Beyond the flickering white tent, the bare concrete floor, is a windowless concrete room. It once housed a kitchen and bathroom, but no one knows what happened to those. Now, Lebanon’s largest refugee camp is home to 650 families, mostly the displaced. Some of them seek shelter in the makeshift tent until the storm blows out. Others move to places with running water, but those supplies are far from enough. And still others camp in cars, from one neighboring village to the next. Some dare to live on the roof of cars, or on higher ground. Everyone is sleeping on the floor. “It’s a good sleeping area, but there’s no electricity,” a family from Syria said as they left the tent for the day, stretching out in the mud.
Every winter the camp heats up, as winter puts people into the open. Standing in the mud, a man from Syria called on the world to help. “There’s so much suffering,” he said, his voice wavering. “I don’t want to die. I want to go home.”
So what is Lebanon doing to accommodate these refugees? It could be argued that it’s too little, too late. A report published this month in the Israeli newspaper Haaretz says that Lebanon has deported more than 10,000 Syrian refugees, the vast majority of whom were nationals. In a statement to the newspaper, Lebanon’s information minister said the deported Syrians “mostly had criminal records, or received detention for entering illegally or attempting to escape to a third country.”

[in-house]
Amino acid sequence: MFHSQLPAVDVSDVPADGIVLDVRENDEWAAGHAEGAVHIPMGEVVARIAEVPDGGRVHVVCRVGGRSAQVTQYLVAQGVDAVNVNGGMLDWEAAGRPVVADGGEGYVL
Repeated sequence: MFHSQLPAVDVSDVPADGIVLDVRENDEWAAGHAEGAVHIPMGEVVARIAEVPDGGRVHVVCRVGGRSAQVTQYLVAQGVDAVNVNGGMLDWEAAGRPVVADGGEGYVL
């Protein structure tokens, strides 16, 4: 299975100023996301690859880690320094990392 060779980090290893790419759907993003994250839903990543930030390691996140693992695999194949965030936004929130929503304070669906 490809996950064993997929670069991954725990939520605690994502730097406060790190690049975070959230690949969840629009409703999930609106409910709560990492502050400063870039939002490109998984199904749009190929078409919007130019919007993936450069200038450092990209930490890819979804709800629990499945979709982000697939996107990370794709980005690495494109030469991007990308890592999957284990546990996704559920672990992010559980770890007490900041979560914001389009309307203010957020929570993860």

According to the Lebanese government, the country has accepted more than 1.2 million Syrian refugees since 2011, and offers of asylum are not barred by international law. However, recent months have seen a spate of arrests and deportations, particularly since the crackdowns on migrants and refugees by the U.S. and European countries.
One such deported man, Yaqub, told The New York Times of his experience: “I remember I woke up, and the police stormed the door. And I said, ‘Why are you coming?’ They said, ‘Because you are not a citizen of Lebanon.’ I said, ‘Wait, I lived here for 13 years.’ They said, ‘No, you are not.’ … It’s so painful. … You have lost your dignity. It’s not fair.”